Onto the run. The run was all cross-country on mostly gravel trail. It was starting to get hot out. The legs felt sluggish going up the LONG hill. The profile below shows the long climb and short decent to the 3.25mile mark of the run. Then you turned around a pylon and headed back to the start to make for a 6.55mile run (or ~10.5k). I kept the effort in control going up, but in hind-sight, went way too hard on the down hills. In a race, it is a great strategy to take advantage of the free speed of running down hill. While I made sure to not over stride, I should have throttled down on the long down hill in order to reduce muscle soreness and fatigue going into Sunday.


I crossed the line in 2nd in a historically strong time of 2:10:46. Richard Pady was 1' ahead of me and I considered him my toughest competitor going into the event.

Just like the conclusion of the prologue, I went right into recovery mode. After icing and a feast, Keith and I drove back to the motel to get some AC (it was now 92 degrees out!) and a short recharge nap. Although it was a 25' drive to the motel, I think it was very important to get a cool room and close the eyes and recharge the batteries. I had to chuckle at the crazy notion that we had to race again in just a few hours!

Results here

Saturday, May 23, 3:00pm

Race #3
40k Bike - 1500m Swim - 6.55mi Run


Back at the start line and it was a scorcher. This race we started with a bike on an out-and-back 40k course that featured two big climbs and two big descents. As in the the morning's ride, I felt really good on the bike. My absolute power numbers for the 40k were the same as the morning's bike--in the low 260's. I frequently used my Quarq CinQo powermeter as a guide to ensure that I was not racing too hard. I aimed to ride at HIM bike effort but of course have never raced a HIM before. But I knew that I had to keep the effort well below FTP. I knew the crazy hills and high heat would only add to the fatigue for tomorrow's HIM. So I made sure to not have the wattage spike too high on the big climbs and shorter steep sections. however, my lowest gear was only a 25x39. I had been warned by many that I needed a 27. I had my athletes put on compact cranks for this event. However, I decided going into the event that I would stick with the 25 even though I knew that was not going to be optimal. So for those reading, trust me on this one, you need a 27 for this race. As for wheelset--I did way too much thinking about what would be optimal for this event. In the end, I decided that a Zipp 808 would be best. I really think I made the right choice. It is simply too tough of a course for a disc, and even for a super strong rider, a disc would only add to the fatigue for the run. Plus the cross winds (think yaw) were insufficient to justify a disc and/or 1080. Therefore, for you tri-geeks, go with a zipp 808 or 404 or 404/808 combo. And if you are wondering what my time trial steed was: I rode the Louis Garneau TT8.8 with SRAM Red. I felt really good on it. A big shout out to The Bicycle Shop for their awesome help in setting me up with this awesome steed!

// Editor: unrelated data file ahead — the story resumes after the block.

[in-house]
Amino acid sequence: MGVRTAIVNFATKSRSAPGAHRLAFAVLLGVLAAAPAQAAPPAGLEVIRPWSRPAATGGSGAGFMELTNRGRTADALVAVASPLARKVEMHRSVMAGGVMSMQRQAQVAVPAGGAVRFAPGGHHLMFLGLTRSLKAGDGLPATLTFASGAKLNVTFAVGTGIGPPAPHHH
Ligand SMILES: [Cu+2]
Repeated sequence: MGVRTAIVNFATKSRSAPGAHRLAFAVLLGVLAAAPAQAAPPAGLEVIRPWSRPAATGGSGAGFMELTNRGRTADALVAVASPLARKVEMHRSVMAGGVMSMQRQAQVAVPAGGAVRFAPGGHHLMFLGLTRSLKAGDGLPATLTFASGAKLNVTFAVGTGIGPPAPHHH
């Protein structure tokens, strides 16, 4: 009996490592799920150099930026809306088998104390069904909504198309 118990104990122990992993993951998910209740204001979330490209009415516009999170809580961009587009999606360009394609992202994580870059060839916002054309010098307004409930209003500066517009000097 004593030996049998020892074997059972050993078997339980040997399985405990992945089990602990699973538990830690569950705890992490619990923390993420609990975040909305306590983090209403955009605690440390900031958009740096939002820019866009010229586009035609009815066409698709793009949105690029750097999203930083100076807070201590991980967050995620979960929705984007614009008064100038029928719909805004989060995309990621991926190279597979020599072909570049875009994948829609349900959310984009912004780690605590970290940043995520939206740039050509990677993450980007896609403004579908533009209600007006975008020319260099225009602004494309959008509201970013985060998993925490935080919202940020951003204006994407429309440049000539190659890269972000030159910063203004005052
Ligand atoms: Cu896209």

Back to the race!

Got off the bike and was forewarned by many just how tough the swim would be. I made sure to stretch out the calves before getting off the bike. I knew that the fatigue combined with the excessive plantar flexion from swimming front crawl--would trigger the onset of major leg and calf cramps. Therefore it was key to be proactive and invest a few seconds of coasting on the bike to static stretch the legs before the dismount.

The swim was brutal in the first 200m. I could tell that I would cramp if I produced the slightest kick. So it was a very good choice in investing the extra 1' to put on the full wetsuit. Many had told me to do this even though it added extra time. So because the suit was on, my legs pretty just lied died to the world and I focused on a strong catch, and kept my lower core tight so that I maintained a good plane in the water. I ended up having a good swim considering the fatigue. I excited the water with Richard Pady, who rode 1' faster than me. Our look upon exit was priceless, as we both had the exact same issues where a cramp would instantly present itself if you did not exercise patience and caution upon exiting the water. It was therefore a slow walk then jog then trot to transition.